This is initially meant as a Facebook comment. Then it starts to sprawl uncontrollably.
I have more than half the traits she was explaining - and I don't self-identify as autistic or an 'Aspie' either. I have been - and still am - highly imaginative, with obsessions to certain shapes, colours, and numbers, I have regular mood-swings and I do have those 'I see red' moments when the only thing that matters is, figuratively, driving something through a wall. Sometimes I really did. I have partial synesthesia, and I do attach sentient characteristics to objects.
My brain is on overdrive most of the time - taking note of every detail around, with running commentaries about all sorts of things related, it is hard to focus, hence my almost pathological inability to remember driving routes. I am not joking when I said I got lost in the ward - I do. My observation is usually qualitative, not quantitative, so I am not a prodigy with maths and numbers, but at least above-average with words, imagery and descriptions.
My social skills is something I actively developed - I learn how to behave in social situations, to act and react, to 'read' social cues, and subsequently to win public approval (just so that it makes my life easier), pretty much the way one learns Science or to play netball. By observing, understanding the rules, and play according to them, so that one gains the upper hand. My verbal-linguistics and expressive gifts further complete the illusion that I am the ultimate extrovert. I still lost out where the rules aren't very clear, or where I have little experience in. Hence I despise parties, weddings, family gatherings where young ladies are supposed to act all modest, sweet, quiet, and when we talk, we are supposed to make small women talk. I loved my parents and siblings. They have accepted that "Kak Long is weird, a bit strange." ... and they are able to communicate with me the way I need, especially my father and one of my younger sisters, the second daughter in the family, but the rest of the extended fellowship, not so. I was laughed at by my cousins, made fun of as a child, (and I still took it as an offence) because instead of playing or sitting quietly like a good girl, I would head to the nearest stack of books/papers and drown in them.
As a primary-school student, my intelligence was interpreted as cute, I amaze and impress teachers regularly, and I was actually popular despite my immature social skills. As a secondary-school student, I was the typical flawlessly-clever girl with no real friends. My girlfriends celebrate each other's birthdays, gossip, change boyfriends (?!) with finesse, and most of the time I am passively observing, if not outright ignored. There was a time I assumed (perhaps wrongly) that the main reason people were befriending me at all was so that I will help with their work. And bullying, oh yes I was a victim of bullying in junior college. A mixture of wrongly interpreted social cues, my emotional insensitivity and over-reaction - both in inappropriate places, throw in another girl's jealousy, you have a brilliant but socially awkward girl, pounced upon by half of her class, who then wept into four am in the morning, her views of human interaction shattered, determined to learn the rules to win over the cruel world. It takes years before she finally learns to trust people again, and even then, she doesn't really.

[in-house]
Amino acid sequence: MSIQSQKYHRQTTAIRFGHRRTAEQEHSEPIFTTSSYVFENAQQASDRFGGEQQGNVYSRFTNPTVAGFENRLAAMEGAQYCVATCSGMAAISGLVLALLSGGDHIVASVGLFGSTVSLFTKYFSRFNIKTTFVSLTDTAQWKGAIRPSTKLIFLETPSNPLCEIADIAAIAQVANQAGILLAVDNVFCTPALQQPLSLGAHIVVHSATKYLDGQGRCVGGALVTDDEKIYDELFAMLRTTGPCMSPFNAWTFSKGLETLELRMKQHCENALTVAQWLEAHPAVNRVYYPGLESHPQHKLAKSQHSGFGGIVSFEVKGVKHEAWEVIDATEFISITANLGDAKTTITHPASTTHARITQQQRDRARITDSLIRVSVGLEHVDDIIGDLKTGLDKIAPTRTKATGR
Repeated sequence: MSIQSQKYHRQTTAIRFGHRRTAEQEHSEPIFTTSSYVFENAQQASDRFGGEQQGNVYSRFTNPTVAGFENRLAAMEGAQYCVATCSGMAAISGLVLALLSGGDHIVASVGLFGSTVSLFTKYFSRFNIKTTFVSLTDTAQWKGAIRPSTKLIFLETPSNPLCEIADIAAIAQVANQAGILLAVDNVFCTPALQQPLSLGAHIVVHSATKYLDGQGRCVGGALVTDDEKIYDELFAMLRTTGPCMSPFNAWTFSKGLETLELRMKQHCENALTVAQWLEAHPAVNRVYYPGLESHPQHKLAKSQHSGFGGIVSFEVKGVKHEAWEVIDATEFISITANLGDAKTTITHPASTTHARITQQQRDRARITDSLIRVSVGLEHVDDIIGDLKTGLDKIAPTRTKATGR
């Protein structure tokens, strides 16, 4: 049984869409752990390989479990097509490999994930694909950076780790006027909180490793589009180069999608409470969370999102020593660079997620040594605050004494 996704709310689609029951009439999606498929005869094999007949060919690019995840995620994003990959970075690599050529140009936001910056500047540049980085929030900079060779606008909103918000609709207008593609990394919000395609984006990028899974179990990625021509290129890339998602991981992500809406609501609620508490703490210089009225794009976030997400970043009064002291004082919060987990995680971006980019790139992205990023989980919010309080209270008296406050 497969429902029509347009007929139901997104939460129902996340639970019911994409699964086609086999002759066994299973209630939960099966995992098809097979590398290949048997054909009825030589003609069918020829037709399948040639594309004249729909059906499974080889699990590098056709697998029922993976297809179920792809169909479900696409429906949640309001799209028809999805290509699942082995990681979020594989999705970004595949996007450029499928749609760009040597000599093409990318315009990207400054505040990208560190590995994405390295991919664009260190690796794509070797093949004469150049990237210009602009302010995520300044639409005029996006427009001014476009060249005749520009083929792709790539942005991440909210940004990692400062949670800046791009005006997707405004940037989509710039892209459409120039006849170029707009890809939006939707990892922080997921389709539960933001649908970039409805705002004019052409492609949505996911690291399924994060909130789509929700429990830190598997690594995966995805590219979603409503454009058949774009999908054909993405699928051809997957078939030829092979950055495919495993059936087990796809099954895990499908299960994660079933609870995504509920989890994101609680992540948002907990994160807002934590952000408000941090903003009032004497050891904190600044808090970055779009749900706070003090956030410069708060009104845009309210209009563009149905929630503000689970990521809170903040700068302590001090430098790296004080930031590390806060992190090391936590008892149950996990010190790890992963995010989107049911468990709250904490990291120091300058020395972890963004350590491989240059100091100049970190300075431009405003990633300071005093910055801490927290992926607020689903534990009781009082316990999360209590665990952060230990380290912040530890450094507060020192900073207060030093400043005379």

Men (and women) who fail to excite me intellectually just fail to gain my interest - at all, and I am most caustic when I think less of a person's intelligence, I find social niceties a waste of time, and being patient with unnecessary talk is a real chore, making me a poor mentor to juniors, and giving me a poor prognosis in relationships. Certain mistakes disgusted me. I get very annoyed with wrong spellings I see everywhere, these horrible grammar even specialists use in the hospital, wrong tajweed by reciters of the Qur'an, among other things. I drove people away unintentionally, even those I am moderately interested in, by this attitude. These shortcomings are what I learnt to overcome, to actively suppress and mould to present myself as a more likeable person - because I was taught that a Muslim should always be likeable, bringing peace and happiness wherever she/he is. The reconstruction of identity is a necessity, bringing me to self-identify with the Sanguine-Melancholy contradiction. I am a Perfect Melancholy who conditioned herself to be the Popular Sanguine - to survive, and to feel like she's doing it right. I might be overdoing it - I even learn how to flirt, to gossip, and talk about boys, telling myself that it is 'survival skills'.
I am still prone to unbecoming outbursts in response to pressure, and those difficult- to-explain 'bubbling volcano' moments when every single thing around irritates me, and I will start talking in a monotonous voice meant to project a facade of calm.
My favourite self, the one I am most comfortable with, is the one who sits alone in the cafe, reading, sometimes pleasantly distracted by the television overhead, and is otherwise oblivious to her surroundings. The other favourite self is the spiritual one in her prayer-corner, who finds solace by talking to God, literally talking, telling Him all sorts of stories and worries and concerns and finding in Him the One Listener who will never misunderstand.